October 11, 2007 9:24 AM PDT
Gartner urges action on data center emissions
- Related Stories
Good for business, good for society?October 8, 2007
Steer clear of accidents, global warmingOctober 4, 2007
Green IT strategies stifled by inertiaSeptember 28, 2007
Will emotion or policy drive clean-tech movement?September 4, 2007
Five dirty truths about clean technologyJuly 19, 2007
Eyeing green tech, Rice tours Silicon ValleyMay 24, 2007
Will anyone pay for the 'smart' power grid?May 16, 2007
- Related Blogs
Why invest in data center energy efficiency? Risk.
August 14, 2007
The main issue is not the current amount of data center emissions but rather the fact that data center emissions are increasing faster than other carbon emissions, the firm said in a research advisory.
"Although the figure compares favorably with the 40 percent of emissions from PCs and monitors, it is much more concentrated and rising more quickly," Rakesh Kumar, research vice president at Gartner, said before the firm's Data Center Summit this month.
Despite widespread publicity around the issue, not enough attention has been paid to reducing data center emissions, Kumar said. "Organizations should aim to keep their data center CO2 emissions constant," he said. "This will help curb excessive data center growth and act as a counterbalance to deploying energy-inefficient hardware."
The main reasons for the scale of current emissions are a lack of floor space, a failure to house high-density servers, and increased power consumption and heat generation, according to Kumar.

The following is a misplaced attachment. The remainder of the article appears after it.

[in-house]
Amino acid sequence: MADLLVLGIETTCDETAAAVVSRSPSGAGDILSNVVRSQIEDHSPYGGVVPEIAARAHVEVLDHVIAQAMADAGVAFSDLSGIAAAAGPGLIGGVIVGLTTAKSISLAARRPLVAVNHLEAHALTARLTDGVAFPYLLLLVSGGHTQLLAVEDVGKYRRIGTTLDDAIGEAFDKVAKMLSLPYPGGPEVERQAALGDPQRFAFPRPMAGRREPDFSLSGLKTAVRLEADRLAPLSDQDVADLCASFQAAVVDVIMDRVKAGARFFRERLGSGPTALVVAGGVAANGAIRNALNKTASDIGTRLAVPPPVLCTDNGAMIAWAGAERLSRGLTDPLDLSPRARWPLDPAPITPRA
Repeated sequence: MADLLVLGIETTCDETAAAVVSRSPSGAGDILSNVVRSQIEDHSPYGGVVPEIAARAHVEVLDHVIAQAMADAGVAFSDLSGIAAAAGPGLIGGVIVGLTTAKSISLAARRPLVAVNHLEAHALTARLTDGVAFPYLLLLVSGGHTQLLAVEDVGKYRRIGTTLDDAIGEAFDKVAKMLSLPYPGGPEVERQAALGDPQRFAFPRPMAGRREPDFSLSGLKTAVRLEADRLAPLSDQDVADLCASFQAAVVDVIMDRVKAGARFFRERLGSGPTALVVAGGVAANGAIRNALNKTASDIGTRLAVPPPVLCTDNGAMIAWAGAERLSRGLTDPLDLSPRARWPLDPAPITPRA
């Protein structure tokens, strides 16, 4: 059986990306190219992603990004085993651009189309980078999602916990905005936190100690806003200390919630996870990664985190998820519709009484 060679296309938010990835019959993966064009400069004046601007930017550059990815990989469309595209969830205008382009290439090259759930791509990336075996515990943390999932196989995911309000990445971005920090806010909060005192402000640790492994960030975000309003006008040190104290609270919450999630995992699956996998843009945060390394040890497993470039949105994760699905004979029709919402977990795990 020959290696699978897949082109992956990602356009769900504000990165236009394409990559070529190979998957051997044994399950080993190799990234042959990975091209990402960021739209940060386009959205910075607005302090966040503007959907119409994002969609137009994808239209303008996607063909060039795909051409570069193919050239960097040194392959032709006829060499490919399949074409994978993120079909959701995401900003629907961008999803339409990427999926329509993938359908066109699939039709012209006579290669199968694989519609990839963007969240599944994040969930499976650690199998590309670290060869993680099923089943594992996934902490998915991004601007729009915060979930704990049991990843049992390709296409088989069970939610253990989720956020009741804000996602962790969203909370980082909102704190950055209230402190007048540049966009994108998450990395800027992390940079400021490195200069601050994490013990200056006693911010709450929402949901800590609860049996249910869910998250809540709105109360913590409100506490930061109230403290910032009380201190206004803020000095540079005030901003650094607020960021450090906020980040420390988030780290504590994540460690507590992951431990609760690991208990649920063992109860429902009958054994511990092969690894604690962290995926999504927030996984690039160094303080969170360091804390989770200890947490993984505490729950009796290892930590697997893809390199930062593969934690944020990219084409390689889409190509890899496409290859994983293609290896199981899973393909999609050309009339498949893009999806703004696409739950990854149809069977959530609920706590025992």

The analyst also highlighted related cost concerns. "We predict (that) energy consumption of microprocessors alone will rise for the next 10 years," he said.
In a separate research advisory published Tuesday, Gartner said green technology is now No. 1 in the firm's rating of industry issues. No. 2 on the list is unified communications, followed by business process modeling.
Metadata management--the process of handling data in a way that makes issues like integrating customer and product information easier, thus helping with techniques like service-oriented architecture--was in fourth place.
Here is the full list, with Gartner's explanation for each issue's inclusion:
1. Green IT. The focus on green IT came to the forefront in 2007 and will accelerate and expand in 2008.
2. Unified communications. Twenty percent of the installed base with private branch exchanges (PBXs) have already migrated to IP telephony, and more than 80 percent are already doing trials of some form (of IP telephony).
3. Business process modeling. Top-level process services must be defined jointly by a set of roles, which include enterprise architects, senior developers, process architects and/or process analysts.
4. Metadata management. Until at least 2010, organizations implementing customer data integration, as well as product integration and product information management, will link these master data management initiatives as part of an overall enterprise information management strategy.
5. Virtualization 2.0. Virtualization technologies can improve IT resource utilization and increase the flexibility needed to adapt to changing requirements and workloads.
6. Mashup and composite applications. By 2010, Web mashups will be the dominant model for the creation of composite enterprise applications.
7. Web platform and Web-oriented architecture. Software as a service (SaaS) is becoming a viable option in more markets, and companies must evaluate where service-based delivery may provide value in the period between 2008 and 2010.
8. Computing fabric. A computing fabric is the evolution of server design beyond the interim stage--blade servers--that exists today.
9. Real-world Web. The term real-world Web refers to places where information from the Web is applied to a particular location, activity or context in the real world. It is intended to augment the reality that a user faces, not to replace it, as in virtual worlds.
10. Social software. Until at least 2010, the enterprise Web 2.0 product environment will experience considerable flux, with continued product innovation and new entrants, including start-ups, large vendors and traditional collaboration vendors.
Colin Barker of ZDNet UK reported from London.